10 sustainable examples

The 10 examples by Eva Verrij

Re-sea me rug 

Nienke Hoogvliet (nienkehoogvliet.nl)

RE-SEA ME is the continuation of SEA ME. To show the duality between plastic waste in the oceans and the sustainable materials the oceans have to offer, Nienke continued her search for materials out of the sea. She discovered that fish skins are a waste product of the fishing industry, while you can also make them into beautiful leather.

Ananas Anam

Made from pineapple leaf fibres, Piñatex™ is a branded natural and sustainable material which can be used as an alternative to existing textiles and leathers.
Developed and manufactured by Ananas Anam, our aim is to provide a unique and innovative textile that promotes social, cultural and ecological development.
Our philosophy is to establish a strong circular economy by developing a commercially successful business that supports local farming communities.

Kurt’s Amsterdam

Biologische katoen en hennep
De kleding van KURT’S Amsterdam kan met recht duurzaam genoemd worden. De garens die voor de t-shirts worden gebruikt zijn een blend van biologisch katoen met hennep. Hennep is een duurzame grondstof omdat er veel minder water en bestrijdingsmiddelen worden gebruikt bij de verbouw van dit gewas in vergelijking met katoen.

Suzanne Lee, Fashion Innovator Who Grows Clothing in the Laboratory

Imagine you could grow your own clothes, using fermented tea, bacteria, yeast, and other microorganisms that can spin the ingredients into eco-friendly fibers. This is exactly what fashion designer Suzanne Lee pioneered. She investigated the possibility of creating clothing through the use of microbial cellulose. For this research project Lee coined the term Biocouture, which transitioned to a biocreative consultancy some years ago.

 

Bam

Bamboo clothing          https://bambooclothing.co.uk/

 

Les Sauvages by Isaac Monté

Day by day we pass by dead animals in the streets. Most of them got killed in traffic. Instantly they lose their value of a beautiful living creature and turn into a piece of trash. Years have made us immune to this problem. It’s a fact we already recognize as typical for our busy traffic and lives. The goal of this collection of masks, made out of roadkill fur, is to create an experience that is at once poetic, uncanny, meditative and stunning. I gather, collate, re-use, layer, peel, burn, reveal, duplicate, play and photograph. It’s not my intention to shock, but to reveal the idea that objects that might have lost their value can still be beautiful. By taking an everyday object that is intrinsically discomforting and by reframing and reinterpreting it, the viewer is being enticed to reexamine his preconceptions and prejudices.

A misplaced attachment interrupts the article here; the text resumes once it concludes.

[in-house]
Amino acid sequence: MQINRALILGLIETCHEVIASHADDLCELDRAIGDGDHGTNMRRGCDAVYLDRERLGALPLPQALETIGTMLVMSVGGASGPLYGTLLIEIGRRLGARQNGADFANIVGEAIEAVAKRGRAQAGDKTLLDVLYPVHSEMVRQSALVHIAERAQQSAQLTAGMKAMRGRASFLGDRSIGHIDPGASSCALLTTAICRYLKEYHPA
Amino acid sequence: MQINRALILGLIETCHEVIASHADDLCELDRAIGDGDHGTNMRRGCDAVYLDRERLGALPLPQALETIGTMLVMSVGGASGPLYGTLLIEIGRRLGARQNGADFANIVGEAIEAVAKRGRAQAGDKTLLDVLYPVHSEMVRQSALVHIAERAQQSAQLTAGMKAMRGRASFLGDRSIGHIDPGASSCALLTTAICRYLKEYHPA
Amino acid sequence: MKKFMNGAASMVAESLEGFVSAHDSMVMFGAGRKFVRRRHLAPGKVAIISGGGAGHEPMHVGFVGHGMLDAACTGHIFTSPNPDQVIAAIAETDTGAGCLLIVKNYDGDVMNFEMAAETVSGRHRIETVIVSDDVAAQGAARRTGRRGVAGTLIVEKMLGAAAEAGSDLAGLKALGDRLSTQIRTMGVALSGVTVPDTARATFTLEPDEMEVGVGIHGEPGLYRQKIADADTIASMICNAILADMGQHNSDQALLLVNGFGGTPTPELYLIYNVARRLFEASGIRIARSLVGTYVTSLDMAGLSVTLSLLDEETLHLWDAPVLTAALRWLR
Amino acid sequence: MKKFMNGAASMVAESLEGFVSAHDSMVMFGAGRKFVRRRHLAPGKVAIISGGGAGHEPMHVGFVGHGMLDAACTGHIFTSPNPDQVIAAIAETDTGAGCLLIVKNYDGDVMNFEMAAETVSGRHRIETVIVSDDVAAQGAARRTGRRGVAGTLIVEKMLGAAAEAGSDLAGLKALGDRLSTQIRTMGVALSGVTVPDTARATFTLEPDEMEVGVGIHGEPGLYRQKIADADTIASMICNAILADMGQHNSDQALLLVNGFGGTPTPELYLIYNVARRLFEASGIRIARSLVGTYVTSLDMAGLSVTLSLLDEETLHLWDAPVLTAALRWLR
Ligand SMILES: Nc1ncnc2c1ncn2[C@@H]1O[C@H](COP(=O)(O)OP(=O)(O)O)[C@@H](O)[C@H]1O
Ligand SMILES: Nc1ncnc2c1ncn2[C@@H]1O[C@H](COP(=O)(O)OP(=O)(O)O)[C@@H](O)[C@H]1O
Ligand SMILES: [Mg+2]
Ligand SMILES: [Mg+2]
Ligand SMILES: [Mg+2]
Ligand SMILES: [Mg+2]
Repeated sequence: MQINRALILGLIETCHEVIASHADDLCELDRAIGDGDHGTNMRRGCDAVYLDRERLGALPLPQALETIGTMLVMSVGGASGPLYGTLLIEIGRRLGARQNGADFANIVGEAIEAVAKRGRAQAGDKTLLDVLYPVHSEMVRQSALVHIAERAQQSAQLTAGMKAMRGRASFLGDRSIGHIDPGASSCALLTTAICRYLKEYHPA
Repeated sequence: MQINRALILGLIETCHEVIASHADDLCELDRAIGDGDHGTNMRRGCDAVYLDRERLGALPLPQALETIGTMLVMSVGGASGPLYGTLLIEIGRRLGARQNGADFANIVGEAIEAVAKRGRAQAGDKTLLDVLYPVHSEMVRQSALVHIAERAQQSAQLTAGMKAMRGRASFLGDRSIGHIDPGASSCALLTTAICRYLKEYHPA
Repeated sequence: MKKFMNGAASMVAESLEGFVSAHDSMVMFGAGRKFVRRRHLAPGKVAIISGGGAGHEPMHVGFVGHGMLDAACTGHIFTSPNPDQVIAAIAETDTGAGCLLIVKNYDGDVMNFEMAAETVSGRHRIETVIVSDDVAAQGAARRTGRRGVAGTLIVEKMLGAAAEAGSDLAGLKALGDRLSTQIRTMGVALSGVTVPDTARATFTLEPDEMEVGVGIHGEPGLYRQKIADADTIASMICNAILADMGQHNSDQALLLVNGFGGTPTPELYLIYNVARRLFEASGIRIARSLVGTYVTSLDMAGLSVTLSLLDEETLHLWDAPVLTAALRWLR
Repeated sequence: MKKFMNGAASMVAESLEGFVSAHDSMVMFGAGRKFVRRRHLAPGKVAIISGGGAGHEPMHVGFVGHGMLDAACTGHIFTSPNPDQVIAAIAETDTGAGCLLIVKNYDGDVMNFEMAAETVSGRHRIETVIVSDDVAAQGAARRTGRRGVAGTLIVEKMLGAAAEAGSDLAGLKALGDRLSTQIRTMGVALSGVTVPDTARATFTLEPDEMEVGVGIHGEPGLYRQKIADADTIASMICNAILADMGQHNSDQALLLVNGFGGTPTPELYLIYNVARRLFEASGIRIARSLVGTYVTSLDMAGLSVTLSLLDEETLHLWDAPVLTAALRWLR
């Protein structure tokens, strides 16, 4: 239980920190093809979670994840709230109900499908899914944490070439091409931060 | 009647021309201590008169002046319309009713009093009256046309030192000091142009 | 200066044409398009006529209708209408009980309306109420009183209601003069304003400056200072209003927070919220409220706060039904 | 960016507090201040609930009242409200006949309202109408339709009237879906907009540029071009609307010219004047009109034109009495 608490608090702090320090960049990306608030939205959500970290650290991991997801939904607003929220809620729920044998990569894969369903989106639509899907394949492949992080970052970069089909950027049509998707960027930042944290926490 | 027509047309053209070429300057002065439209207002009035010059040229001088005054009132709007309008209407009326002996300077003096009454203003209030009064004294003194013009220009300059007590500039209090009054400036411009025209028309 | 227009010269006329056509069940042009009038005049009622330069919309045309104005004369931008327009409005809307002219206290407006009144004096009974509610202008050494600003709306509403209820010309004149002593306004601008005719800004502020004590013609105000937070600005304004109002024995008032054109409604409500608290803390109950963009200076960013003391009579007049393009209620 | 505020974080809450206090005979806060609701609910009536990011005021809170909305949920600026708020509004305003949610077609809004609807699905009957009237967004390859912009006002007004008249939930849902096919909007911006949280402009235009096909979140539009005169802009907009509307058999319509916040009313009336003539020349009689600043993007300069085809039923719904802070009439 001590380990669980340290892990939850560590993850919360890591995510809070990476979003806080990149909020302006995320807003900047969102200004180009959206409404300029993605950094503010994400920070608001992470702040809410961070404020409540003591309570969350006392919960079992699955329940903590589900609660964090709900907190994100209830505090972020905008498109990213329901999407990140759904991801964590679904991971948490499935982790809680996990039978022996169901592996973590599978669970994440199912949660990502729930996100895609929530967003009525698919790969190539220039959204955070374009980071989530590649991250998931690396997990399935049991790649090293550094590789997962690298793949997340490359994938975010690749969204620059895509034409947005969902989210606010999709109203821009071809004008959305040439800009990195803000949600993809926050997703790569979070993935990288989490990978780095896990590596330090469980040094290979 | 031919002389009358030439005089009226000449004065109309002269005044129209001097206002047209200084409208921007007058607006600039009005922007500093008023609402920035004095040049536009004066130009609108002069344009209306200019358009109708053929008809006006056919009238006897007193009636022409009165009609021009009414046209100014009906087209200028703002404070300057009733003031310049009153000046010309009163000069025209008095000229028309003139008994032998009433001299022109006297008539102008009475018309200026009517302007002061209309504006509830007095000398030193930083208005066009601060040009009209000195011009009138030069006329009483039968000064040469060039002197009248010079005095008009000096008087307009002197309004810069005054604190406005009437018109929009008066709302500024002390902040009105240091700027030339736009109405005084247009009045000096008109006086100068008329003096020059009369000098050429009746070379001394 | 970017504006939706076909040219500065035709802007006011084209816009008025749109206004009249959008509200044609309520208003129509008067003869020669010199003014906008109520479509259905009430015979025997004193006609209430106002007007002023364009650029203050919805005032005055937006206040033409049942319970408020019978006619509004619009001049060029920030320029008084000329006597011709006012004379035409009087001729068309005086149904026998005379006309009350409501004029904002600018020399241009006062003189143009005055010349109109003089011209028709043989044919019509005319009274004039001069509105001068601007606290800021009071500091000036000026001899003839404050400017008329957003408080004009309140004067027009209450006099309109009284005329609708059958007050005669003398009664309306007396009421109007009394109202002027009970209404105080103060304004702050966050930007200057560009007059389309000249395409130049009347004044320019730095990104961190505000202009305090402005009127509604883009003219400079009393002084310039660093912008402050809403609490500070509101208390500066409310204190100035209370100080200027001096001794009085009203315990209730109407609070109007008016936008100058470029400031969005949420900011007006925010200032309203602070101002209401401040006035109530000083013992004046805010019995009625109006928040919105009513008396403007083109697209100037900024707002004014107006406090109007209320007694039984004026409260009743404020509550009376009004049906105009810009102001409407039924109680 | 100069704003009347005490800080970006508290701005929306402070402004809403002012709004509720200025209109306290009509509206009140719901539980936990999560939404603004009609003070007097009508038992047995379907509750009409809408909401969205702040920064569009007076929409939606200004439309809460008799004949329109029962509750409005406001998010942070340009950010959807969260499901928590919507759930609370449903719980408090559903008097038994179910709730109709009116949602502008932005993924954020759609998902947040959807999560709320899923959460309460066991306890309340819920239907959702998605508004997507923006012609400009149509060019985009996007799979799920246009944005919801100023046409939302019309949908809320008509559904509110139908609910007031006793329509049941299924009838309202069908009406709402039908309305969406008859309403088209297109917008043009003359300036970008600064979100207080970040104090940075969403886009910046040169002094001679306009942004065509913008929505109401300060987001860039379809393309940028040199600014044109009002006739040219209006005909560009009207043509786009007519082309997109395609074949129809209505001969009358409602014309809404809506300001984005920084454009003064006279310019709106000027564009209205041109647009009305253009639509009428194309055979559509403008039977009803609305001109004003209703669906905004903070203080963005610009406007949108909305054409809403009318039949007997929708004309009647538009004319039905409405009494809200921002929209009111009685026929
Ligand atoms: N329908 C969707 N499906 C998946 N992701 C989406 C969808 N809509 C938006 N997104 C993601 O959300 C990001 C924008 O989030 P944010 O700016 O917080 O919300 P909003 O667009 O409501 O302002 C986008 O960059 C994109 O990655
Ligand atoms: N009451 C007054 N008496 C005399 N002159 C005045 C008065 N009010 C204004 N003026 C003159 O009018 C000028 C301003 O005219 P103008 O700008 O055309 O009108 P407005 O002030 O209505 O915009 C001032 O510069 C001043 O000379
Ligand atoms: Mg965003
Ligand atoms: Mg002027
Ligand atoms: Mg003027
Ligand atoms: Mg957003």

The masks are fetish inspired and made out of the fur of rabbits, hares and cats (roadkill)

Filter Factory

by Isaac Monte

Filter Factory is a stament on the littering behaviour of smokers. An average smoker throws every year 2.5 kilo of cigarette ends on the street. Birds eat these cigarette ends because they consider them to be food. As a result they die.
On the other hand, birds are smart and use the filters in their nests. Because the filters are made out of a synthetic fiber, they keep the eggs warm. Besides, the nicotine keeps leeches out of the nest, so the little chicks don’t die.
It is my aim to make smokers aware of their littering behaviour and reward them for their good behaviour instead of punishing them for bad behaviour. When throwing your cigarette end in the machine, it is being shredded and the counter runs. Every three hundredth cigarette, a door pops open and the lucky smoker can take a birdhouse home with him.
The birdhouses are being made in some sort of big waffle iron. The shredded cigarette filters are being melted in the waffle iron and thus being shaped into a birdhouse.

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